34th anniversary of the Great Palestinian Intifada: The struggle continues until liberation and return

As we mark the 34th anniversary of the great Palestinian popular Intifada, which launched from Jabaliya refugee camp in Gaza on 8 December 1987, Samidoun Palestinian Prisoner Solidarity Network salutes the ongoing struggle of the Palestinian prisoners, on the front lines behind bars, and the entire Palestinian people, inside and outside Palestine, on the continuing road to liberation and return. The steadfastness of the Palestinian prisoners is perhaps exemplified in the courage of the Freedom Tunnel self-liberators, who despite decades of imprisonment, continue to fight for freedom for themselves and for their land and people. 

The Intifada is not only a historical moment but an ongoing liberation struggle and an example to the world of the full mobilization of the people for justice and freedom. We join with the Masar Badil (Palestinian Alternative Revolutionary Path Movement) in calling for a conference of Palestinian students in 2022 and the Week of Palestinian Struggle in MayBelow, we are republishing an edited version of our 2020 statement on the Intifada anniversary. We are also providing two resources below: “Ansar III,” a historical documentation effort of the detention of Palestinians during the Intifada; and a collection of posters of the Intifada.


Launched by the murder of four Palestinian workers, mowed down by an Israeli occupation army truck in Jabaliya refugee camp in Gaza, Palestinians took to the streets in massive numbers on 8 December 1987, building their movement, collectives and institutions, uniting around the messages of the Unified National Leadership of the Uprising, boycotting Israel and practicing all elements of popular struggle and collective resistance. Women, youth and workers played a central role in leading the intifada, organizing committees in every village, town and city to mobilize all efforts for a revolutionary society conceived in resistance to colonialism.

The Intifada not only unified Palestinians inside Palestine, but also those in exile and diaspora. It was the power of the Intifada that broke the siege of the refugee camps of Lebanon and sparked large-scale organizing in Palestinian communities around the world as well as a major upsurge in Palestinian solidarity organizing.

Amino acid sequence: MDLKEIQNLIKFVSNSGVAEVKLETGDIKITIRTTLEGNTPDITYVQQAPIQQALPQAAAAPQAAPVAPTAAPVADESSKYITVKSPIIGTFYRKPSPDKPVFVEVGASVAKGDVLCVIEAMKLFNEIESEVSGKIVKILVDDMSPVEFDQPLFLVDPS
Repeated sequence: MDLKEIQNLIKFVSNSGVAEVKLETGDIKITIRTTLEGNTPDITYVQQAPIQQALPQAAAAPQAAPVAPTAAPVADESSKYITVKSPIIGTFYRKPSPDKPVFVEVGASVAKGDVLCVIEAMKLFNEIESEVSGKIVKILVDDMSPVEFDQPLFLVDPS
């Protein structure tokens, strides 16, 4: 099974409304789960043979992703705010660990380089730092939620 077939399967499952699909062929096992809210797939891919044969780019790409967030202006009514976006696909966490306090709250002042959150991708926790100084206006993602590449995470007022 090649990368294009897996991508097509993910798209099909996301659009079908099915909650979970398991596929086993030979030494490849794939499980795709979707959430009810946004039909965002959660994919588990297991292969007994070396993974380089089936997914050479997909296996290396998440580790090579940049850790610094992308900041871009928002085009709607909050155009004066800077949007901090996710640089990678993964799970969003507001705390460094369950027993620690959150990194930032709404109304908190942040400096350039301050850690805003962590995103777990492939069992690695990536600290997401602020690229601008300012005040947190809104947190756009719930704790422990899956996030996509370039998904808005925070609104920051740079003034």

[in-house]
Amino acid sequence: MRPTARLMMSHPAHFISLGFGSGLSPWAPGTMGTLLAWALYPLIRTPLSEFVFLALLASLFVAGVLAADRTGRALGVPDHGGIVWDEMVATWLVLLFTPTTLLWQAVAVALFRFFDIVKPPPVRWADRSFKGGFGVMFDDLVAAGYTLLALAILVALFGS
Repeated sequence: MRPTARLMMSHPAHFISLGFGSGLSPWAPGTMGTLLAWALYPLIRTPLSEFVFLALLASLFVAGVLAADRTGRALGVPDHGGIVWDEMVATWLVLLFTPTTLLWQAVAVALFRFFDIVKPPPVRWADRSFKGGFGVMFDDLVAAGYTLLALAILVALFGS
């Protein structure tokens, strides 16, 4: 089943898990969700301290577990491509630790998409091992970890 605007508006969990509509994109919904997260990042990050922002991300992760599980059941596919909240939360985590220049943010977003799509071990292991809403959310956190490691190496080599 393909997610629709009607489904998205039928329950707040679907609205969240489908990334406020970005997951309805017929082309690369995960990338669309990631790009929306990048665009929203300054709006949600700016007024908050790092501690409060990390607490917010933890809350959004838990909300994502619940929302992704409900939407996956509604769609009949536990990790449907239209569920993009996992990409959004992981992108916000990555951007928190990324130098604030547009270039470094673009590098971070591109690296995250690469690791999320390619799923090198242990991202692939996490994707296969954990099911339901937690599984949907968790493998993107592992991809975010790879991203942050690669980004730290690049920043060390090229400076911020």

Of course, the Intifada was also met with vicious repression: mass imprisonment, vicious torture under interrogation, and Yitzhak Rabin’s infamous “breaking bones” policy. Indeed, hundreds of thousands of Palestinians were detained and imprisoned by occupation forces during the Intifada, over 120,000 wounded and hundreds killed.

Hundreds of thousands of Palestinians – some estimates reaching up to 600,000 – were detained, and tens of thousands subjected to ongoing imprisonment by Israeli occupation forces during the Intifada.

There, they experienced severe torture under interrogation, harsh conditions of confinement, medical neglect and abuse, collective punishment and home demolitions targeting their families, brutal beatings and mistreatment and the widespread and systematic use of administrative detention, imprisonment without charge or trial. 

In a failed attempt to suppress the Intifada, the Israeli occupation launched new prison camps and detention centers to hold the thousands of Palestinians detained in mass arrests throughout occupied Palestine. Palestinian prisoners continued their resistance and their intifada behind bars, building and deepening the “revolutionary schools” from which emerged so many brilliant young organizers.

The Intifada continued despite the threatening international conditions – from the fall of the Soviet Union and the Eastern bloc states, the threat of US imperialism dominating a unipolar world, to the first Iraq War and the attack on Arab self-determination.

It was also in this context that the Intifada, the sacrifices made by the Palestinian people and their accomplishments, were confiscated by a sector of the Palestinian ruling class in alliance with U.S. imperialism and Arab reactionary regimes, through first the Madrid conference and then to the Oslo accords signed in Washington, D.C., in 1993. This liquidationist “peace process” was an attempt to transform the revolutionary aspirations of the Palestinian people into a mere self-rule project adjacent to Zionist colonialism.

The vision of the Intifada has never been defeated, denied or suppressed. It lives on – just as it has for decades upon decades, in uprising after uprising. In Palestine, in the refugee camps, in exile and diaspora, and in every city of the world and every struggle for justice where the Palestinian flag remains a blossom of revolutionary hope, inspiration and vision for a liberated future.

On the 34th anniversary of the continuing Intifada, in honour of all those who sacrificed and fought for freedom, Samidoun Palestinian Prisoner Solidarity Network pledges to continue the struggle – until return, until liberation, from the river to the sea.

The following historical booklet, published in English in 1988 by ROOTS and Friends of Palestinian Prisoners, focuses on one such prison camp: Ansar III, “a barbed wire compound in the heart of the Negev desert.” At the time of the booklet’s publication, Janet Jubran of the Friends of Palestinian Prisoners noted in her introduction, “In one year, since the Intifada began, more than 25,000 Palestinians have been arrested. At this moment, nearly every family has one or more of its members in prison.”

Download the PDF of “Ansar III”

View the booklet:

Posters of the Great Palestinian Intifada

The posters below convey only a portion of the creativity, vision and collective power of the continuing intifada, inside Palestine, among Palestinians in the camps, in exile and diaspora and among Arabs and internationalists. Most below are republished from the Palestine Poster Project: